A new study has found that newborn deaths have reduced to a half in China following a campaign to promote hospital deliveries since 2000.
The study, which is published in the Lancet journal, found the neonatal mortality rate (within the first month of life) falling by 62 percent in China over 12 years till 2008, the BBC reports.
The findings also show that babies born in hospitals in rural areas were four times more likely to die than babies born in urban hospitals in China due to lower quality hospital care in rural areas or delay in seeking hospital care.
The study conducted by researchers of Peking University and the London School of Hygiene and Tropical Medicine used data from China's Maternal and Mortality Surveillance System, and analyzed 1.5 million births between 1996 and 2008.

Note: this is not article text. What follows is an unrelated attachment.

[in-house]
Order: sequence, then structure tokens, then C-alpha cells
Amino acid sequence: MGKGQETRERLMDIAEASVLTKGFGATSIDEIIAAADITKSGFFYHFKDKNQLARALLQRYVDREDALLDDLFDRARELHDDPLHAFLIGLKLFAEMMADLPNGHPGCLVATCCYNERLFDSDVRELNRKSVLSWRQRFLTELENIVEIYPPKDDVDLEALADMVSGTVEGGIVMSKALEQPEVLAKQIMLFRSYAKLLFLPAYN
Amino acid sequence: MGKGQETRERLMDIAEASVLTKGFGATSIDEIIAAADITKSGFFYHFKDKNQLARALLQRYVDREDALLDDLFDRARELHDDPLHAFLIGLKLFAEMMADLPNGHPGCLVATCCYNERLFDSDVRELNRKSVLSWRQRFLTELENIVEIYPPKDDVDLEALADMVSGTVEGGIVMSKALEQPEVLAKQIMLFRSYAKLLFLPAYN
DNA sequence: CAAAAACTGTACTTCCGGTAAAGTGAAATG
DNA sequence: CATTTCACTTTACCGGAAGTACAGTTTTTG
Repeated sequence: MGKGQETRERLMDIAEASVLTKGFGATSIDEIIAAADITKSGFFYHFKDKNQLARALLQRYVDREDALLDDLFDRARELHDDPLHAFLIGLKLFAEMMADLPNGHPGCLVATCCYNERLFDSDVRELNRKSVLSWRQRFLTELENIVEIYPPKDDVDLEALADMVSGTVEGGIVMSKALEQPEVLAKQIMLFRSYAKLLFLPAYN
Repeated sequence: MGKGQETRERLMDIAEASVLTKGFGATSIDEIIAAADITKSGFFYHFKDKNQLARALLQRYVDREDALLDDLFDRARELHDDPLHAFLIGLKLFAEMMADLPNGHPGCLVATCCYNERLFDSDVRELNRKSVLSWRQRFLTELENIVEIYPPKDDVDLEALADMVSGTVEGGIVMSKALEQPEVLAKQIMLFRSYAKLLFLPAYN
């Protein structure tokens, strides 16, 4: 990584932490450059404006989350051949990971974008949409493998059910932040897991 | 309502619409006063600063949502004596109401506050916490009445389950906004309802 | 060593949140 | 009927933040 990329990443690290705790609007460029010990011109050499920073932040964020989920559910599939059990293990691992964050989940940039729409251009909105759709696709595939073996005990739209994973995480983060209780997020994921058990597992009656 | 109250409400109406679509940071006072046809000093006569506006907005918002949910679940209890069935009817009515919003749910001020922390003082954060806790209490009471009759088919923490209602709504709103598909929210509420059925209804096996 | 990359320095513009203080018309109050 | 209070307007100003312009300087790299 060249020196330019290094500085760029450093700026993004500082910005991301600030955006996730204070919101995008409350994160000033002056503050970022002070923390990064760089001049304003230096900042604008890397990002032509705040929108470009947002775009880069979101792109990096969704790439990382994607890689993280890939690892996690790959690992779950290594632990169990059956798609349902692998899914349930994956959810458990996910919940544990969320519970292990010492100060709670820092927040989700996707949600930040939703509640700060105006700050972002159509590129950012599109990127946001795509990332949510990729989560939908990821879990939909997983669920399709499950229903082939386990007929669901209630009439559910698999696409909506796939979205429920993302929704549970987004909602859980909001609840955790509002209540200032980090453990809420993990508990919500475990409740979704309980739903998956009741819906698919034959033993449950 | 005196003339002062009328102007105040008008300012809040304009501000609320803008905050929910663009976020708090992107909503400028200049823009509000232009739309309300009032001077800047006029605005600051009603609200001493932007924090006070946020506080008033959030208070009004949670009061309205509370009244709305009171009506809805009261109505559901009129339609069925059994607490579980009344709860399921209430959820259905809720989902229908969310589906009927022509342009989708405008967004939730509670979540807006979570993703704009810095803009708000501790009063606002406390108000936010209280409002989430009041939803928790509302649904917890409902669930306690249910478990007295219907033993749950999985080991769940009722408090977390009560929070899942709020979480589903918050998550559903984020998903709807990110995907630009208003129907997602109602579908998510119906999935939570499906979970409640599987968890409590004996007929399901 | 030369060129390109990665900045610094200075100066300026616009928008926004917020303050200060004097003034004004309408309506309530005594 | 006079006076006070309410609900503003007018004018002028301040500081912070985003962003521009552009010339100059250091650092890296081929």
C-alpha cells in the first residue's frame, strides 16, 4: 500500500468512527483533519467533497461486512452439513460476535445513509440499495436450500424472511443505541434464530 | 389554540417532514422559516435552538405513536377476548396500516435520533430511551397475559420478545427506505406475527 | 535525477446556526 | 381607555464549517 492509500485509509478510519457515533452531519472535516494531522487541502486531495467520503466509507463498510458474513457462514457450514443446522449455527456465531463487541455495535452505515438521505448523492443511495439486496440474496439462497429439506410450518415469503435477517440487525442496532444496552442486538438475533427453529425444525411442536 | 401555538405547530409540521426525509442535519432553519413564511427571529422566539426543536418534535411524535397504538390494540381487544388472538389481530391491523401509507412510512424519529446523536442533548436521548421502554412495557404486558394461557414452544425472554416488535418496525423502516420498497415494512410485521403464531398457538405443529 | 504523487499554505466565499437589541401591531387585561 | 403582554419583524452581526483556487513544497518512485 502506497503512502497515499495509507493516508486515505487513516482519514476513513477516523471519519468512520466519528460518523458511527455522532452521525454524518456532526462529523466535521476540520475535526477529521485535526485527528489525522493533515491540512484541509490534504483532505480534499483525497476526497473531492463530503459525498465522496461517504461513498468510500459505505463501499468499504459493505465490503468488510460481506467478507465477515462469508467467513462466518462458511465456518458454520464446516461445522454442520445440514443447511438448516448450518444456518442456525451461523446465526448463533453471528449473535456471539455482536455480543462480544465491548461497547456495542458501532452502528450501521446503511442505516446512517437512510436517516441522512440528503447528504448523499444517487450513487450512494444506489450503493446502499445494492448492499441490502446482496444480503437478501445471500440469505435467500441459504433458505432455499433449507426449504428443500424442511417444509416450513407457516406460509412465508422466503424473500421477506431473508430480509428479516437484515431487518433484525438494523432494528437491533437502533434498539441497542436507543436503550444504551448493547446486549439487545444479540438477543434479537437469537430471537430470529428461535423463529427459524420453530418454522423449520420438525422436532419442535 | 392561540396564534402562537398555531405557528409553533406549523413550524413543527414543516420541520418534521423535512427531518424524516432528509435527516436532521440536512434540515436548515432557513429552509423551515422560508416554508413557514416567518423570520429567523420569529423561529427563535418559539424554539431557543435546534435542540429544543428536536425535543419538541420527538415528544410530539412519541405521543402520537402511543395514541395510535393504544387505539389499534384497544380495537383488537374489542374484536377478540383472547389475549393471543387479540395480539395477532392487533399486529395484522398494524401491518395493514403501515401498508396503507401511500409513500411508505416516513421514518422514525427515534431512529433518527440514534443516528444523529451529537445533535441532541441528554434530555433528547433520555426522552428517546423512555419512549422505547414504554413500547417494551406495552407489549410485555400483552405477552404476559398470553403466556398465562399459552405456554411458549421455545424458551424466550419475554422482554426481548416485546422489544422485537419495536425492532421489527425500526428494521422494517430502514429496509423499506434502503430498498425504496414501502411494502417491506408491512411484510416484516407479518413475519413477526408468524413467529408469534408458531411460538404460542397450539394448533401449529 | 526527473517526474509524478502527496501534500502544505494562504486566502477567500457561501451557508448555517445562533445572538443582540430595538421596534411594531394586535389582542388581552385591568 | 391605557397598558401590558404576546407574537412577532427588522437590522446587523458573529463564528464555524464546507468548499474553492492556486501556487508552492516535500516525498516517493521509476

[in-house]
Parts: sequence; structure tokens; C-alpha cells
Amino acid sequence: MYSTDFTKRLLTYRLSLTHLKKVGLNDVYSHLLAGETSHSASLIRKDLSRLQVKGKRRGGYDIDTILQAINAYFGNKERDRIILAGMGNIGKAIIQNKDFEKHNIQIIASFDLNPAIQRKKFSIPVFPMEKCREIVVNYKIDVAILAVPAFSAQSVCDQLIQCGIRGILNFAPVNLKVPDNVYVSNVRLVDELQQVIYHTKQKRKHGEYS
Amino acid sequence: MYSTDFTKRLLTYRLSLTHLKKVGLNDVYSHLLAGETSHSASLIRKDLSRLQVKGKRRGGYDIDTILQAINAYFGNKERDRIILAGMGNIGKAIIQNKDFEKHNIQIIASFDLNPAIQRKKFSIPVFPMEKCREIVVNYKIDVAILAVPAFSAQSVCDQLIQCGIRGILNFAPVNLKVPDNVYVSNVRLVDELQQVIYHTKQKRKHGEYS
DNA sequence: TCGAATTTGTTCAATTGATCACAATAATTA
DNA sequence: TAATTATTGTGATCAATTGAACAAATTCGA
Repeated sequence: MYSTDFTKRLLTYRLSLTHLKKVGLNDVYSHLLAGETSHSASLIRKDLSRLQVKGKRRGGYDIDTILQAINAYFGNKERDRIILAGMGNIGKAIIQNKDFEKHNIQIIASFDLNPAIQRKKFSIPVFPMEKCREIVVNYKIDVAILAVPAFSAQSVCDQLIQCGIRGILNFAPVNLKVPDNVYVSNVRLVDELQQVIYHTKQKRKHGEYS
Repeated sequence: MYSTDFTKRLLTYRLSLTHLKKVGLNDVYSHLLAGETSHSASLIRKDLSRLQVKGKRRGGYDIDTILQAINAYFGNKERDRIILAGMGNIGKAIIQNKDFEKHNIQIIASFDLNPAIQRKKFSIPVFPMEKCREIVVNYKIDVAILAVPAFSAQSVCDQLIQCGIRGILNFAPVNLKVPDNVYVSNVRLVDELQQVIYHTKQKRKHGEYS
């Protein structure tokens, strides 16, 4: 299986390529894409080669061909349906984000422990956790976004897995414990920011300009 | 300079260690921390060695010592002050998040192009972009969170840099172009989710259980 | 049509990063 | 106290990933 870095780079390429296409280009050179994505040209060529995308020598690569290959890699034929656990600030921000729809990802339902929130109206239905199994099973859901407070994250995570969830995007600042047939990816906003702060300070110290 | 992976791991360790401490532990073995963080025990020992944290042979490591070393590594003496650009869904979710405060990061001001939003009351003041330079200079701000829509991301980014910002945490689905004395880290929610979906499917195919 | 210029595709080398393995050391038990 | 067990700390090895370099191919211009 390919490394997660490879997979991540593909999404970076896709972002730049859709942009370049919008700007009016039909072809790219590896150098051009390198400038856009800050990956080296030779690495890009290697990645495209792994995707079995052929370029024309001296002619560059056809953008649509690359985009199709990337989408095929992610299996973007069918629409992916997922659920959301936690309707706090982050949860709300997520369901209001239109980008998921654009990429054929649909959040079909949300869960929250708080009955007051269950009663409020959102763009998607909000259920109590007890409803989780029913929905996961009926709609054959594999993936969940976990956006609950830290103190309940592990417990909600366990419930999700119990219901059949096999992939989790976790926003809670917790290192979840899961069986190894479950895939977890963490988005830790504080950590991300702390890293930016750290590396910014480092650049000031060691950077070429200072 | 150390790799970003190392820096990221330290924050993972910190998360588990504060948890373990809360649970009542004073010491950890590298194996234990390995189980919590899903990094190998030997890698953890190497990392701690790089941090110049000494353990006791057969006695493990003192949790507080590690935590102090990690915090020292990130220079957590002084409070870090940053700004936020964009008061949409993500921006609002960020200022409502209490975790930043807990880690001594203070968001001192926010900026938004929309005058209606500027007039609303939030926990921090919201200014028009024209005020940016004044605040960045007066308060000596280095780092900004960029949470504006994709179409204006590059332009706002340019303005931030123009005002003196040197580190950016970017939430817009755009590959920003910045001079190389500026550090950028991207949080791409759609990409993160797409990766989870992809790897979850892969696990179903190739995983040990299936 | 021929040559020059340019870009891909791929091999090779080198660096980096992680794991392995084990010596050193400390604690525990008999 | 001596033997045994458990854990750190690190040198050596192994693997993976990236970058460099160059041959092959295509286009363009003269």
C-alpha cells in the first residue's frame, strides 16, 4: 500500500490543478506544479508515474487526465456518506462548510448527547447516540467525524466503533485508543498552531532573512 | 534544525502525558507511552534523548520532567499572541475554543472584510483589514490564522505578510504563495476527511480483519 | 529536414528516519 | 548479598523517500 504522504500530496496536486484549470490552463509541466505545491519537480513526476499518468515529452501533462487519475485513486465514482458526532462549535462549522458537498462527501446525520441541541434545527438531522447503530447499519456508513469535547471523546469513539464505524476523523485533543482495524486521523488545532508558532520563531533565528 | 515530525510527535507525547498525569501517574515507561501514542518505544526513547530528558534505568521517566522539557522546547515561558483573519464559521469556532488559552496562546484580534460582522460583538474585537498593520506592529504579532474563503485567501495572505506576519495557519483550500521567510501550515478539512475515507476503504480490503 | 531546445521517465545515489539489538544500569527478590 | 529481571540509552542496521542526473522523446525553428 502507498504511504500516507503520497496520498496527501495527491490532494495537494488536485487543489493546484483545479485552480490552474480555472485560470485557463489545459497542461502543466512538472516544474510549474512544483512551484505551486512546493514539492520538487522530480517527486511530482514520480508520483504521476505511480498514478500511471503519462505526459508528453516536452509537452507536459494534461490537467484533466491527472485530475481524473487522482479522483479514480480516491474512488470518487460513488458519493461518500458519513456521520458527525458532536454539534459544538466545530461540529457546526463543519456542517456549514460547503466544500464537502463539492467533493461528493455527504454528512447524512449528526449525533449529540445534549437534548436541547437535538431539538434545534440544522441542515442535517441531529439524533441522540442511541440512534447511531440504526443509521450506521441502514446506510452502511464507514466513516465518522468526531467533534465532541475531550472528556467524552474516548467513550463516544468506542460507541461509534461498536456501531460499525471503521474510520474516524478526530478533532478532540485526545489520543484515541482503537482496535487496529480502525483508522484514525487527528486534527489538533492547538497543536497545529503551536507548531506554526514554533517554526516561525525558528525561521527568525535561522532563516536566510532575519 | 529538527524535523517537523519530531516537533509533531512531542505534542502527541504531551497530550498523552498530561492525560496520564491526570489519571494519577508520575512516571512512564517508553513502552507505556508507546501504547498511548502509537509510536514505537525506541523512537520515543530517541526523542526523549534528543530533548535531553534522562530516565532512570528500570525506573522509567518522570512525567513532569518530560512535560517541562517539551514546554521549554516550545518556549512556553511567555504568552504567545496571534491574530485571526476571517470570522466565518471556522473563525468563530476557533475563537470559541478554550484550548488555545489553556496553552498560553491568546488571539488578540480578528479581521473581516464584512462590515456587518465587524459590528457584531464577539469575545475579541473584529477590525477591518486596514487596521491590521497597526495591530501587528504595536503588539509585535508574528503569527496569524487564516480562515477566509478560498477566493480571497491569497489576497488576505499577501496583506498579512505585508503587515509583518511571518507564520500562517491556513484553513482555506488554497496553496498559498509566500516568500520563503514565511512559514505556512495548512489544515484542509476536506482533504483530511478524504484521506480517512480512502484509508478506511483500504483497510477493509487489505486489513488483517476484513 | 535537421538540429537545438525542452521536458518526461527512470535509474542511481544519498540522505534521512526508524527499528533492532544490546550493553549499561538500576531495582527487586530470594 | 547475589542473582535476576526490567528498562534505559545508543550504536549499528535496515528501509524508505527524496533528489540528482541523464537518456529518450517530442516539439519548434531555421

London School of Hygiene and Tropical Medicine Professor Carine Ronsmans said China's progress in reducing neonatal mortality has set an example for other countries.
"We can't prove in this study that it's the hospitals that made the difference but there is a strong indication that it's much safer to give birth in hospital than at home," he said.
"There is a very big drive in poor countries to do community-based interventions because people think it's cheaper and more effective. But in the long run you have to get women into hospitals if you want to lower mortality rates for mother and baby," he added.
University of Toronto researchers Diego Bassani and Daniel Roth, however said increased numbers of hospital deliveries and reduced neonatal mortality rates were not directly linked.